Friday, November 18, 2011

A Rationing Advocate to Head Social Security Advisory Board?

A Rationing Advocate to Head Social Security Advisory Board?
By David Catron on 11.18.11 @ 6:09AM

If Donald Berwick was a bad dream, Henry J. Aaron is a nightmare.

When pro-life advocates list their reasons for opposing abortion-on-demand, they often cite their conviction that it is merely the first step toward even more grisly social engineering projects, including euthanasia for the old and infirm. This invariably produces sneers from soi-disant progressives, who smugly characterize these fears as hysterical nonsense. But such concerns will seem eminently reasonable to any open-minded reader who peruses the writings of Henry J. Aaron, the President's nominee for Chair of the Social Security Advisory Board. Like Obama's recess-appointed Medicare czar, Aaron is an unapologetic admirer of Great Britain's notorious socialized medical system, the National Health Service (NHS). Why? Because NHS administrators unabashedly practice the dark art of health care rationing.

Aaron, a Senior Fellow in Economics at the Brookings Institution, is unable to imagine any route to cost control that doesn't involve government coercion. In a 2005 Brookings white paper titled "Health Care Rationing: What it Means," he represents the NHS as a system that has come to grips with what he sees as the inescapable necessity for rationing. Predictably, he rejects any alternative involving the market: "The key to efficient market outcomes is that prices reflect costs of production. The market for health care does not operate that way." In other words, Aaron believes health care is a unique universe in which the market mysteriously fails to function and therefore can't be relied upon to contain costs. It never seems to have occurred to him that the market's alleged failure might be the result of government meddling.

Thus, the only realistic cost control option is government rationing. As Aaron's fellow traveler Donald Berwick famously phrased it, "the decision is not whether we will ration care; the decision is whether we will ration with our eyes open." For Aaron, this conviction manifests itself in rather disturbing ways. He is, for example, a zealous proponent of Obamacare's Independent Payment Advisory Board (IPAB). IPAB, you will recall, is the fifteen-member "death panel" to which Congress transferred the politically toxic task of imposing price controls on Medicare and thus rationing care to the elderly. In a recent column, Aaron heaped praise on Congress for abdicating its responsibilities to this unelected and largely unaccountable panel, quite literally calling it an act of "legislative statesmanship."

Aaron's only cavil with the creation of IPAB involves what he sees as Congress's failure to give it enough power to really put the hammer down on wasteful health care spending. He regrets, for example, that the panel labors under "politically motivated restrictions" that prevent it from slashing Medicare payments for such useless undertakings as hospice. Yes, hospice. In a column written for Politico last summer to counter public calls for IPAB's repeal, Aaron averred that "the provisions governing the IPAB are less than optimal. For example, recommendations regarding payments to acute and long-term care hospitals, hospices and inpatient rehabilitation and psychiatric facilities are off-limits until 2020." He goes on to say that these limitations on IPAB's reach "should be repealed as early as possible."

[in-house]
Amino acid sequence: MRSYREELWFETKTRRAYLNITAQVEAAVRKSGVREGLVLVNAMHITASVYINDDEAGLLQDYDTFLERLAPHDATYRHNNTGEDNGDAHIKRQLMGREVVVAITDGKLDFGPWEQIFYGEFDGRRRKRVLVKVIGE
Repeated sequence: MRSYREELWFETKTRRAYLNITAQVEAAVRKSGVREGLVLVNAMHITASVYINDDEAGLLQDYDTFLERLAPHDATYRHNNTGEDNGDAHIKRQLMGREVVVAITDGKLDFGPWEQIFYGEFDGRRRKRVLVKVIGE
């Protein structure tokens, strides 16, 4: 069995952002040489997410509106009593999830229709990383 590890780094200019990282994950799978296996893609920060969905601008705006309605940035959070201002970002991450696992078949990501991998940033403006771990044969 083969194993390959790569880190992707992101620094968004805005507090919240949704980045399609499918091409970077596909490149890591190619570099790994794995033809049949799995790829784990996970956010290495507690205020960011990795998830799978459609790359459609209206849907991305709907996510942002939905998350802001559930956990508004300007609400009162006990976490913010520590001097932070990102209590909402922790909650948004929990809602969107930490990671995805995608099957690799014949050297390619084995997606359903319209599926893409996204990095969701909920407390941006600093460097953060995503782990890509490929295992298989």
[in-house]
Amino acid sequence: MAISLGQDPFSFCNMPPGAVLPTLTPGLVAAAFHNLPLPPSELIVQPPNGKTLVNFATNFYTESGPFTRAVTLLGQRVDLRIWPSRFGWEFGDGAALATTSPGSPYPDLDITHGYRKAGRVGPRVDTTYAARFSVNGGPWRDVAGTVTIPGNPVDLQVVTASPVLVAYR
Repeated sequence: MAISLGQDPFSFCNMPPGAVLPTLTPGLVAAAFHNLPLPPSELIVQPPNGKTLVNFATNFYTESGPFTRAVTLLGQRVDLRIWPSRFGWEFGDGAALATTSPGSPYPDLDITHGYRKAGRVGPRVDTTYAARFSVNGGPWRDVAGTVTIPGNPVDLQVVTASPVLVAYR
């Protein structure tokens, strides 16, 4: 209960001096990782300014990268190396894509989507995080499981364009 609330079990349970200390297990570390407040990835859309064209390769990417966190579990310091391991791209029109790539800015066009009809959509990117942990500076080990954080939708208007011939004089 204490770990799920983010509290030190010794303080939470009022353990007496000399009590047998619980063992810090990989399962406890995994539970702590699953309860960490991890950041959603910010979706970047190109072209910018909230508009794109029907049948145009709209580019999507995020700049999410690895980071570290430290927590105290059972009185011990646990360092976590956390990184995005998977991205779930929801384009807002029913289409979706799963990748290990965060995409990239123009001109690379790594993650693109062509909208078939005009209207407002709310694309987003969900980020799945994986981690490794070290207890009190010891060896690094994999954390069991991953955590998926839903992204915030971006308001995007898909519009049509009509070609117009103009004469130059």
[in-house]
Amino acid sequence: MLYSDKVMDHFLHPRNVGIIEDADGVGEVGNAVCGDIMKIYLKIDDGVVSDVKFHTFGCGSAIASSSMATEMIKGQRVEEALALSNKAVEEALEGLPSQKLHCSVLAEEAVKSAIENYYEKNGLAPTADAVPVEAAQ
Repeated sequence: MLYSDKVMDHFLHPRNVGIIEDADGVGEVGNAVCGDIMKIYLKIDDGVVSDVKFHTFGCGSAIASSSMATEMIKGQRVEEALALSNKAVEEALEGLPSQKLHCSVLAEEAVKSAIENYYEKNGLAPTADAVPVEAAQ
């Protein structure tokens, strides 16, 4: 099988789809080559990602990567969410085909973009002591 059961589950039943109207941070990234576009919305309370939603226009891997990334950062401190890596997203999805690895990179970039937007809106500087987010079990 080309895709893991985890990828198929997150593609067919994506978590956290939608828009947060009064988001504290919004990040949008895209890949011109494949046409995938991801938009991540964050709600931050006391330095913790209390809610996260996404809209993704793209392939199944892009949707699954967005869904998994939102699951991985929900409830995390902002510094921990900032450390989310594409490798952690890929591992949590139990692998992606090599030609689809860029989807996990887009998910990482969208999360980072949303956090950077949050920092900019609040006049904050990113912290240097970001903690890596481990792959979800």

All of which brings us back to the concerns of the pro-life community so widely ridiculed by its pro-abortion betters. What do long-term care hospitals, inpatient rehabilitation facilities, and hospices have in common? They care for the old and infirm, of course. And what would be the effect of slashing funds for these providers? It would, in fact, amount to euthanasia for many elderly patients. But Aaron advises us not to get all worked up about this possibility because IPAB can only make "recommendations." Congress can, he tells us, undo any price controls it deems too draconian: "if Congress doesn't like what the IPAB recommends, a simple majority of both Houses of Congress can replace the IPAB's recommendations with alternative ways of meeting spending targets that Congress laid down."

Oh, is that all? Well, one can certainly see his point. Recent experience certainly suggests that getting the House and Senate to agree on important issues is mere child's play, does it not? And it goes without saying that the President would be more than happy to sign the resultant legislation into law, right? Aaron goes on to point out that, even in the unlikely event that this absurdly simple procedure somehow breaks down, "a three-fifths majority in the Senate [can] pass new targets or simply kill the IPAB." Now that is comforting. Reading this stuff, one realizes that Aaron is a man from whom it would exceptionally unwise to buy a used car. He knows perfectly well that IPAB has, for all intents and purposes, been empowered to ration health care via price controls and does not scruple to whitewash that ugly reality.

So, where does this leave us? We already have a staunch rationing advocate, Donald Berwick, running the government health care program for the elderly. Now the President has nominated Henry J. Aaron, an even more zealous rationing advocate, to chair the Social Security Advisory Board. Both of these men openly admire Britain's NHS, a socialized medical system notorious for neglect of its elderly patients. Somehow, the "slippery slope" fears of the pro-life community seem less hysterical than our progressive friends would have it. Are you comfortable submitting your aging loved ones to the tender mercies of people like Donald Berwick and Henry J. Aaron? I'm not.

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